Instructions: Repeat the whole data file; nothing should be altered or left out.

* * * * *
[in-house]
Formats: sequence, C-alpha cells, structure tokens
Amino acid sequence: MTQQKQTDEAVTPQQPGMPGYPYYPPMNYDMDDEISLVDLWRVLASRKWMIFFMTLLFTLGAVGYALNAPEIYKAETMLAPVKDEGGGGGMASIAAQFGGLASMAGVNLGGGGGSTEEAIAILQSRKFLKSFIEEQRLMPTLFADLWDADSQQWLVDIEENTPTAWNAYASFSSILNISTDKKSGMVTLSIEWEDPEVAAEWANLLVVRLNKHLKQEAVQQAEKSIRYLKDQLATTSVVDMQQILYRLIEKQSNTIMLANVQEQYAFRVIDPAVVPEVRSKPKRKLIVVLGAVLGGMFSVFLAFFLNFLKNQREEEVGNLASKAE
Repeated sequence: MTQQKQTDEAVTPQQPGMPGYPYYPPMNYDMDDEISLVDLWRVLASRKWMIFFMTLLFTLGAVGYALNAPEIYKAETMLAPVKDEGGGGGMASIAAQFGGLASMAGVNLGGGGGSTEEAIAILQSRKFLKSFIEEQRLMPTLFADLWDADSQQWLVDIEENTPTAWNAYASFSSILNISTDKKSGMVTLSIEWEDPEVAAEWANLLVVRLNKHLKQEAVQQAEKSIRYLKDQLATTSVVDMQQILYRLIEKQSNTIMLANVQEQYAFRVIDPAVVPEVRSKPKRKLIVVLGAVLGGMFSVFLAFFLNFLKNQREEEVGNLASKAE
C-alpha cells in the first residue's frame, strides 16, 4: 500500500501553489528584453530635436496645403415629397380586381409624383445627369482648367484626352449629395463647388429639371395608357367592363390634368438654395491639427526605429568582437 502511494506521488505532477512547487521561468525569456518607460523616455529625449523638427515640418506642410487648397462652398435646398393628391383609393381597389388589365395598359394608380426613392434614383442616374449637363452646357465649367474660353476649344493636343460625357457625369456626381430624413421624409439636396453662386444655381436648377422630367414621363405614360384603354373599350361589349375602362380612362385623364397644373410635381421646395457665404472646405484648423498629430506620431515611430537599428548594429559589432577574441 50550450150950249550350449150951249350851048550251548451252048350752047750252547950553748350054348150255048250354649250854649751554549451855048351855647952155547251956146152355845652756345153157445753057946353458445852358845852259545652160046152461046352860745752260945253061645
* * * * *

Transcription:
[in-house]
Formats: sequence, C-alpha cells, structure tokens
Amino acid sequence: MTQQKQTDEAVTPQQPGMPGYPYYPPMNYDMDDEISLVDLWRVLASRKWMIFFMTLLFTLGAVGYALNAPEIYKAETMLAPVKDEGGGGGMASIAAQFGGLASMAGVNLGGGGGSTEEAIAILQSRKFLKSFIEEQRLMPTLFADLWDADSQQWLVDIEENTPTAWNAYASFSSILNISTDKKSGMVTLSIEWEDPEVAAEWANLLVVRLNKHLKQEAVQQAEKSIRYLKDQLATTSVVDMQQILYRLIEKQSNTIMLANVQEQYAFRVIDPAVVPEVRSKPKRKLIVVLGAVLGGMFSVFLAFFLNFLKNQREEEVGNLASKAE
Repeated sequence: MTQQKQTDEAVTPQQPGMPGYPYYPPMNYDMDDEISLVDLWRVLASRKWMIFFMTLLFTLGAVGYALNAPEIYKAETMLAPVKDEGGGGGMASIAAQFGGLASMAGVNLGGGGGSTEEAIAILQSRKFLKSFIEEQRLMPTLFADLWDADSQQWLVDIEENTPTAWNAYASFSSILNISTDKKSGMVTLSIEWEDPEVAAEWANLLVVRLNKHLKQEAVQQAEKSIRYLKDQLATTSVVDMQQILYRLIEKQSNTIMLANVQEQYAFRVIDPAVVPEVRSKPKRKLIVVLGAVLGGMFSVFLAFFLNFLKNQREEEVGNLASKAE
C-alpha cells in the first residue's frame, strides 16, 4: 500500500501553489528584453530635436496645403415629397380586381409624383445627369482648367484626352449629395463647388429639371395608357367592363390634368438654395491639427526605429568582437 502511494506521488505532477512547487521561468525569456518607460523616455529625449523638427515640418506642410487648397462652398435646398393628391383609393381597389388589365395598359394608380426613392434614383442616374449637363452646357465649367474660353476649344493636343460625357457625369456626381430624413421624409439636396453662386444655381436648377422630367414621363405614360384603354373599350361589349375602362380612362385623364397644373410635381421646395457665404472646405484648423498629430506620431515611430537599428548594429559589432577574441 50550450150950249550350449150951249350851048550251548451252048350752047750252547950553748350054348150255048250354649250854649751554549451855048351855647952155547251956146152355845652756345153157445753057946353458445852358845852259545652160046152461046352860745752260945253061645